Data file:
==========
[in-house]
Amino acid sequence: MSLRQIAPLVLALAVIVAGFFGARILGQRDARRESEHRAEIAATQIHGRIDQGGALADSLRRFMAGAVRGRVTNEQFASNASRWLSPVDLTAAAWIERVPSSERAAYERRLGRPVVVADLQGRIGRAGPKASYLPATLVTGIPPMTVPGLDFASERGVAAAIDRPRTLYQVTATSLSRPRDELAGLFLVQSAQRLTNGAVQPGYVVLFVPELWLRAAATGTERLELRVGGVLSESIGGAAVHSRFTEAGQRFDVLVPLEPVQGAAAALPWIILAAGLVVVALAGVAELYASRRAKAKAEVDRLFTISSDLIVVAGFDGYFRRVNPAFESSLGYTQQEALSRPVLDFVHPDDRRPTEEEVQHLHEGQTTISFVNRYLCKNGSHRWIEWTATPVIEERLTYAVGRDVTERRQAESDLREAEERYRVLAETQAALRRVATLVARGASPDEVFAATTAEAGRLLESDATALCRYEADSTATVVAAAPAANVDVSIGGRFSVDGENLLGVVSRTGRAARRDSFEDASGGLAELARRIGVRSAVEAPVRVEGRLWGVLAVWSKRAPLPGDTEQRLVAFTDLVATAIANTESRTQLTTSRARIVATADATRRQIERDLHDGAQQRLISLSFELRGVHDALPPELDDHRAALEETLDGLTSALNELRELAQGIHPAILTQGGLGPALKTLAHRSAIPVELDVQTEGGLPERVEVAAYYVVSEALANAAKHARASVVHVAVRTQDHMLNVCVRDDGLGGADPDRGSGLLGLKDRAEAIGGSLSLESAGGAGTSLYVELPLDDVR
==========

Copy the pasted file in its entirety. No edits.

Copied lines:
[in-house]
Amino acid sequence: MSLRQIAPLVLALAVIVAGFFGARILGQRDARRESEHRAEIAATQIHGRIDQGGALADSLRRFMAGAVRGRVTNEQFASNASRWLSPVDLTAAAWIERVPSSERAAYERRLGRPVVVADLQGRIGRAGPKASYLPATLVTGIPPMTVPGLDFASERGVAAAIDRPRTLYQVTATSLSRPRDELAGLFLVQSAQRLTNGAVQPGYVVLFVPELWLRAAATGTERLELRVGGVLSESIGGAAVHSRFTEAGQRFDVLVPLEPVQGAAAALPWIILAAGLVVVALAGVAELYASRRAKAKAEVDRLFTISSDLIVVAGFDGYFRRVNPAFESSLGYTQQEALSRPVLDFVHPDDRRPTEEEVQHLHEGQTTISFVNRYLCKNGSHRWIEWTATPVIEERLTYAVGRDVTERRQAESDLREAEERYRVLAETQAALRRVATLVARGASPDEVFAATTAEAGRLLESDATALCRYEADSTATVVAAAPAANVDVSIGGRFSVDGENLLGVVSRTGRAARRDSFEDASGGLAELARRIGVRSAVEAPVRVEGRLWGVLAVWSKRAPLPGDTEQRLVAFTDLVATAIANTESRTQLTTSRARIVATADATRRQIERDLHDGAQQRLISLSFELRGVHDALPPELDDHRAALEETLDGLTSALNELRELAQGIHPAILTQGGLGPALKTLAHRSAIPVELDVQTEGGLPERVEVAAYYVVSEALANAAKHARASVVHVAVRTQDHMLNVCVRDDGLGGADPDRGSGLLGLKDRAEAIGGSLSLESAGGAGTSLYVELPLDDVR